But I'm just trying to figure out, you know, exactly where it is we're going to find this money. And so is it -- it's the fraud that we have supposedly in the system and the lack of efficiency?

HOEKSTRA: The waste of fog and the lack of efficiency.

VAN SUSTEREN: How do we know that?

HOEKSTRA: It's anecdotal. I mean, people would come in...

VAN SUSTEREN: So we hope for the best?

HOEKSTRA: And you hope for the best, and when you're hoping for the best in this area, almost every time we said, "We're going to find the savings, government historically has been very, very bad at finding it, identifying it, and ripping it out of the system. We don't do that very well.

VAN SUSTEREN: Well, who -- well, who are these little -- little elves that are coming up with these numbers some place? They're figuring these anecdotes out that it's going to cost us...

HOEKSTRA: We haven't seen the numbers on this yet. All the president said is, "We're not going to..."

VAN SUSTEREN: Well, then, is it going to cost us anything?

HOEKSTRA: He said that. But we haven't seen that peeled back and actually seen the numbers that say, "OK, I'm going to find this much in this area in savings." And going through and saying, "This is how I'm going to come up with the $900 billion" that he says this plan is going to cost. He never outlined how he's going to find the savings or where the little elves have found the savings that will justify him saying it's going to be zero or a zero decrease into the deficit.

VAN SUSTEREN: All right. Republicans are obviously critical of the president and the Democrats' bill. Do you have specific ideas, a plan, a bill that you'd like to craft that would solve the problems of health care in the country?

HOEKSTRA: I think some -- I think one of the things that -- you saw members holding up pieces of paper today. You know, a thick wad of papers.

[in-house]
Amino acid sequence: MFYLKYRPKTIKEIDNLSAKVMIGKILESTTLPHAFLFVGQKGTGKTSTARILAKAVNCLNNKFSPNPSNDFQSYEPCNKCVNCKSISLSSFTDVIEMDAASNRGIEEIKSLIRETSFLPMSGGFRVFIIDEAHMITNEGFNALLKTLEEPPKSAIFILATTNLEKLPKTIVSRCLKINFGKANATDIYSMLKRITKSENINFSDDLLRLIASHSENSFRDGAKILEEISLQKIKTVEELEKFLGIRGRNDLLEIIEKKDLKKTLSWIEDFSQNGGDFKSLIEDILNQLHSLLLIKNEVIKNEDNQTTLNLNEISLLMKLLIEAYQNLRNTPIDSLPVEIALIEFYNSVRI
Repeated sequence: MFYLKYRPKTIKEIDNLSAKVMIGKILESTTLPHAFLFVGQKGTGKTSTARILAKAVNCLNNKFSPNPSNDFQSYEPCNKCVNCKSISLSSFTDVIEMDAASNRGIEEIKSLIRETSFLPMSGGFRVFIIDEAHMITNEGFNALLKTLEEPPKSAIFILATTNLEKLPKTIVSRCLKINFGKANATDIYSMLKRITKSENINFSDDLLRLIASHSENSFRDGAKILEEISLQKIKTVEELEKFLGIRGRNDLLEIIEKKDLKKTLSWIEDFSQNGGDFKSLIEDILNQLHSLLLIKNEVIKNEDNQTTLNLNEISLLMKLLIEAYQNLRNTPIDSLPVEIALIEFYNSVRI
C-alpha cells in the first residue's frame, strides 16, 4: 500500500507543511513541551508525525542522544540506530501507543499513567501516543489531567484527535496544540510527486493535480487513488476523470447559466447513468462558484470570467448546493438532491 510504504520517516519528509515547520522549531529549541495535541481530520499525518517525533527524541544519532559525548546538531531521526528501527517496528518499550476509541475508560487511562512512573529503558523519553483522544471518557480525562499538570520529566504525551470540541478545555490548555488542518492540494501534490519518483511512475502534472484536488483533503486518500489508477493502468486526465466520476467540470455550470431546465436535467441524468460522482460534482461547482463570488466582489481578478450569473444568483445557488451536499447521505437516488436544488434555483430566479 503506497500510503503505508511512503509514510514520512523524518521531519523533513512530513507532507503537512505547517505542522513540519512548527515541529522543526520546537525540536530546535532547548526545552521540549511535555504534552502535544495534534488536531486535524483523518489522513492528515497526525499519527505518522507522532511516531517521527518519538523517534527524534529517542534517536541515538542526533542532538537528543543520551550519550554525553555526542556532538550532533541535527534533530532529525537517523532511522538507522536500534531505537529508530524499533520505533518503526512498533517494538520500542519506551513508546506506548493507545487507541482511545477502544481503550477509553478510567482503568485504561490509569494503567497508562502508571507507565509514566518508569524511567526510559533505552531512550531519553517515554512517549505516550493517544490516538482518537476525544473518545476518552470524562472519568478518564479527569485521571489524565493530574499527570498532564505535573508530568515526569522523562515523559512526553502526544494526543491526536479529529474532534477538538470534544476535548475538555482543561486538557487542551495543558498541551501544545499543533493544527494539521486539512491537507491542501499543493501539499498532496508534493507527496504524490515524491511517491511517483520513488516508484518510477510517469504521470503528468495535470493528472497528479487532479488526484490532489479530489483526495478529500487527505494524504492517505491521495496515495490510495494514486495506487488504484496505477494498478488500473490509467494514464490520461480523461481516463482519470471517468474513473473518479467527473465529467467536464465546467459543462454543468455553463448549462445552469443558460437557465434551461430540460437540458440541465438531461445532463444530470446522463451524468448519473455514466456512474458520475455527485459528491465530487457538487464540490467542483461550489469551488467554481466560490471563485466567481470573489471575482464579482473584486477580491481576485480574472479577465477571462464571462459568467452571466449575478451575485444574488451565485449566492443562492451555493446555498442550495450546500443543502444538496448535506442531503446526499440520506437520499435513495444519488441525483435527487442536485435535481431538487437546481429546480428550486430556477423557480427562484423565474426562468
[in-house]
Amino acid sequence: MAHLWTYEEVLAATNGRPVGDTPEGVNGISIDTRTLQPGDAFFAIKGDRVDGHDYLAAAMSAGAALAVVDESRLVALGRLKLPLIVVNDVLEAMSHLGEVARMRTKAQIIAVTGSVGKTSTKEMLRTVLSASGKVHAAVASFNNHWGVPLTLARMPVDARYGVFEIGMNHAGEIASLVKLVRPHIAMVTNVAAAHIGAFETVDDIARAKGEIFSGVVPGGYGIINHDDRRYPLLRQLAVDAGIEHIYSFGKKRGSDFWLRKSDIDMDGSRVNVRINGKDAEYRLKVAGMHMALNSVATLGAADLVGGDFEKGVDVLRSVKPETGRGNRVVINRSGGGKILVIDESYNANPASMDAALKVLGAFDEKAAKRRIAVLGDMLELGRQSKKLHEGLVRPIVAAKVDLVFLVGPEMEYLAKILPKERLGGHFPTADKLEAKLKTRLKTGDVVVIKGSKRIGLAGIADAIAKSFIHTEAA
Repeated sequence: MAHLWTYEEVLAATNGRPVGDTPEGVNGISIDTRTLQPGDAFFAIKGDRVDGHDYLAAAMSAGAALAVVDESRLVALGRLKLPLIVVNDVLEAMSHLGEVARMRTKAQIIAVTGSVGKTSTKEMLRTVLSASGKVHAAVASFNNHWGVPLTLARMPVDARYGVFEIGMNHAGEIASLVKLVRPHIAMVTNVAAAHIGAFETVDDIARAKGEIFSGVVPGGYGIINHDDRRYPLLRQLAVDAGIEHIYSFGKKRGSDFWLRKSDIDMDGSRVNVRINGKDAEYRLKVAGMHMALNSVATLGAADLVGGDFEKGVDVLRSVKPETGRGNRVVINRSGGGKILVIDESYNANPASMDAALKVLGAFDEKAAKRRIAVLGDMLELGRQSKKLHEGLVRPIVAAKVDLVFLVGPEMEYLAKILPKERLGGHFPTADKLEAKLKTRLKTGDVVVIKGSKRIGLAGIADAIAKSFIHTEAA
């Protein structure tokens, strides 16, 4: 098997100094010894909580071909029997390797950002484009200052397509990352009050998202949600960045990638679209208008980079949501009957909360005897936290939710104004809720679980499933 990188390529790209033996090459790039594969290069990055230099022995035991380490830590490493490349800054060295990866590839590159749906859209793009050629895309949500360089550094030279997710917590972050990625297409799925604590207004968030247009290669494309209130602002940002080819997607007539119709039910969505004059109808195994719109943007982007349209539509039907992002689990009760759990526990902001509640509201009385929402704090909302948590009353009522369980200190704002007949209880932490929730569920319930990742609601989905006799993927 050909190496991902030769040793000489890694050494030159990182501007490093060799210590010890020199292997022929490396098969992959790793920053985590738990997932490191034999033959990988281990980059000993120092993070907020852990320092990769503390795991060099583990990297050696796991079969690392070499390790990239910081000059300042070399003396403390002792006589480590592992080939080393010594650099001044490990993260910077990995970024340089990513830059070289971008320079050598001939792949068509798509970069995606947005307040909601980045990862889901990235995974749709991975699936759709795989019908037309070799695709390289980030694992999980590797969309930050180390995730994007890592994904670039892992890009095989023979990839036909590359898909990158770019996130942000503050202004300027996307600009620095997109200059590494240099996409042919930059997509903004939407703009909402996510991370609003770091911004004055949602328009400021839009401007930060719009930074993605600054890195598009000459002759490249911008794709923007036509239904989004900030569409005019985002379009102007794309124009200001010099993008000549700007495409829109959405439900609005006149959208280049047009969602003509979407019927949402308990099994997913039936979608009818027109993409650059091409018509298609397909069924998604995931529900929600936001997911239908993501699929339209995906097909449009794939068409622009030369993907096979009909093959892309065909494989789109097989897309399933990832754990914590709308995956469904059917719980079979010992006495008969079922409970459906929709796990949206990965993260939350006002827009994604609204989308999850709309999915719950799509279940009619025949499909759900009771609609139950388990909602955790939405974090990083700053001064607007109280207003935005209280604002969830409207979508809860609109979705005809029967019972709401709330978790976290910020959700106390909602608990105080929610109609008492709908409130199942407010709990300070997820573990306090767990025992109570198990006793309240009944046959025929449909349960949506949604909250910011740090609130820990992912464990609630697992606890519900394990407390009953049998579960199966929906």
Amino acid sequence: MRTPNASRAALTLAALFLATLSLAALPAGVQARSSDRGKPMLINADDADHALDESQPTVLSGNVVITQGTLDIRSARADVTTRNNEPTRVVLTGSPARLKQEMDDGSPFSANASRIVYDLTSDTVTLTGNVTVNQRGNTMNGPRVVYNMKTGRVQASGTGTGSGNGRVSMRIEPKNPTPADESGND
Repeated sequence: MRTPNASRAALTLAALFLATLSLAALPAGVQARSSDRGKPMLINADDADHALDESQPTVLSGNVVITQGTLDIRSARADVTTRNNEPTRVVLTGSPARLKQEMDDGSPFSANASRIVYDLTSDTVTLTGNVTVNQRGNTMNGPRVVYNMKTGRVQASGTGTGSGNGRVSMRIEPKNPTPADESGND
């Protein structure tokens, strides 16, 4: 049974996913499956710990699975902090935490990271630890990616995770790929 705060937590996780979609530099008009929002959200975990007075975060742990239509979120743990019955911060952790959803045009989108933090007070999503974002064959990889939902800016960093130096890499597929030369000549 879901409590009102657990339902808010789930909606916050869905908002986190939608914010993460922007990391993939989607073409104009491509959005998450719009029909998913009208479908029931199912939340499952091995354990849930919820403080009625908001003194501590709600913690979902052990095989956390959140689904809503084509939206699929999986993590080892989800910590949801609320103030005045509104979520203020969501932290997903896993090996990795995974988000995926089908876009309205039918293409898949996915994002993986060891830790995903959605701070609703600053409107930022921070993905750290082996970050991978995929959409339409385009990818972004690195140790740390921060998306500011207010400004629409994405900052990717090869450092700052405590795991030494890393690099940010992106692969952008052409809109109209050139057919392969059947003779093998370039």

VAN SUSTEREN: Those wasn't those little menu cards?

HOEKSTRA: No, those weren't the menu cards. Those are actually the bills that we have out there.

VAN SUSTEREN: I think I'll have the Caesar salad, by the way.

HOEKSTRA: That deal with tort reform, that deal with pre-existing conditions, that deal with competition, and that deal with tax reform. All of those things are outlined very clearly in specific bills, and that's what the American people told us in August. Break this into pieces, fix what's broken. Don't throw out the whole thing.

VAN SUSTEREN: And can I tell you -- and can I tell you as a lawyer, you're never going to fix tort reform unless you put a limit on fees on both sides. They always want to just put it on the plaintiff's lawyers, not on the defense lawyers.

And it's like having a marriage and saying that only one person has to be faithful in a marriage. You've got to -- if you're going to do that, you've got to fix that.

HOEKSTRA: Yes, I think we'd be more than willing to take -- we'd just love to have the discussion on tort reform. The president opened that up slightly tonight and said he may try some things on an experimental basis from state to state.

But he didn't make it an integral part of his plan, saying, "Here's my plan, and, by the way, we're going to try some things on tort reform," which means he's not committed to it. It won't happen.

VAN SUSTEREN: Congressman, thank you, sir.

HOEKSTRA: Good to be here.